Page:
We’ve all been there. We walk into the grocery store and load up our cart with fresh fruits and veggies and head home with the best of intentions to eat it all. A week or two later we find a bag of mushy brown lettuce and wrinkly bell peppers in the bottom of the produce drawer. It comes as no surprise that fruits and veggies are among the top foods that go to waste in America.

One way to avoid the dreaded soggy lettuce situation is to buy fruits and veggies in all forms which includes fresh, frozen, canned, dried and 100% juice. Each one has a different shelf life and in the end, you’ll end up with less food waste.

It all starts with making a meal prep game plan. Don’t think of meal planning as taking time, think of it as saving time throughout the week when you have all your meals and snacks within arm’s reach. Set aside 30 minutes and plan lunches and dinners that can use some of the same fruits and vegetables.  For example, the leftover tomato, avocado and bell peppers you used as a taco topping for dinner tonight will be add-ins for your grilled chicken salad lunch tomorrow.

Now let’s say you’ve used up all the fresh fruits and veggies you purchased (Woohoo! You got your produce in and have no food waste), you can finish out the week with a stir fry made with frozen mixed vegetables, make a smoothie with canned pears, and snack on a homemade trail mix with your favorite dried fruit.

In addition to making a plan, storing your fruits and veggies properly can make a big impact on their freshness.

Keep these tips in mind:

  • In general, avoid washing fruits or vegetables until you are ready to eat them. However, if keeping a bowl of already cleaned lettuce or strawberries in the fridge helps you enjoy them and use it up more quickly, do what works best for you. Once washed, be sure to dry thoroughly before storing.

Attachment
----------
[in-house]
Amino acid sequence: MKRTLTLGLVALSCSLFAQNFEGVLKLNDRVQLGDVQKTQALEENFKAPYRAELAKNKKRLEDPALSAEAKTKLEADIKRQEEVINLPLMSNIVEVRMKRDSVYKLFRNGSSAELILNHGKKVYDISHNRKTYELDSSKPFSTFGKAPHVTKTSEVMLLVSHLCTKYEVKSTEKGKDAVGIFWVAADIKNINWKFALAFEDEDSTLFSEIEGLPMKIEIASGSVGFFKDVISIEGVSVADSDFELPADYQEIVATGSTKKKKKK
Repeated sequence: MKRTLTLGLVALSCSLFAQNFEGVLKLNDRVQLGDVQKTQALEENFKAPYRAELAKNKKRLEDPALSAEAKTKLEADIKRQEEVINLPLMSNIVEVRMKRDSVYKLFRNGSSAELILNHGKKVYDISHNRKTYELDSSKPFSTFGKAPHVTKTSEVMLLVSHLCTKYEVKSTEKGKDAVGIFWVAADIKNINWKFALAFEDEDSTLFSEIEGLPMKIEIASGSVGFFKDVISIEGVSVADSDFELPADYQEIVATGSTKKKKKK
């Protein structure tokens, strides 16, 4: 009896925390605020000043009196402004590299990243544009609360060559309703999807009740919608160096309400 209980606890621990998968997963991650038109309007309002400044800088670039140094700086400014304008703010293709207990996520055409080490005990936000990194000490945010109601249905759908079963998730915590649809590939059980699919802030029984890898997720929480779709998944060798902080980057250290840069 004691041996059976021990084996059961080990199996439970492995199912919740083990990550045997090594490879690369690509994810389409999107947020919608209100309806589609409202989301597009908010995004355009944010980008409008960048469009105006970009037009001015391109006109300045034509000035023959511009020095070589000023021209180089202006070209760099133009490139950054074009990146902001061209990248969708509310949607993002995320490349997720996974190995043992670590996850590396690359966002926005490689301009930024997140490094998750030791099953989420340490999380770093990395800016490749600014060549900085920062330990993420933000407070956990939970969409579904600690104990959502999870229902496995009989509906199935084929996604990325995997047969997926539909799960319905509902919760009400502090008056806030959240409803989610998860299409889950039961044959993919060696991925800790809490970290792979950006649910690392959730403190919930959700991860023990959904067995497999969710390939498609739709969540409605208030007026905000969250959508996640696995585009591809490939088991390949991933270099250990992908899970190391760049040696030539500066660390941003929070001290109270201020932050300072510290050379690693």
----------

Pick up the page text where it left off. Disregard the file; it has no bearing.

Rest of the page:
• Keep fresh fruits and veggies in a prominent location in the fridge and on the counter as a daily reminder to eat them and so they don’t get lost in the back of the fridge.
  • Some fruits and vegetables give off ethylene gas as they ripen, which makes other items ripen more quickly. Try storing ethylene emitters away from everything else. This includes apples, apricots, avocados, cantaloupe, honeydew, kiwi, nectarines, peaches, pears, plums, tomatoes, and unripe bananas.

If despite your best efforts you end up with some veggies that are a bit past their prime, you can also freeze fresh veggies by blanching them first. Bring a pot of water to a brisk boil and submerge the vegetables in the boiling water for 1-3 minutes. Remove the veggies from the water and immediately submerge them in a bowl of ice water to stop the cooking. Once chilled, drain and let dry. Arrange the chilled vegetables on a sheet pan in a single layer and place in the freezer. Once completely frozen, transfer to freezer bags or containers.

If freezing fresh fruit, wash and thoroughly dry then arrange in a single layer on a sheet pan and place in the freezer. Once completely frozen, transfer to freezer bags or containers.

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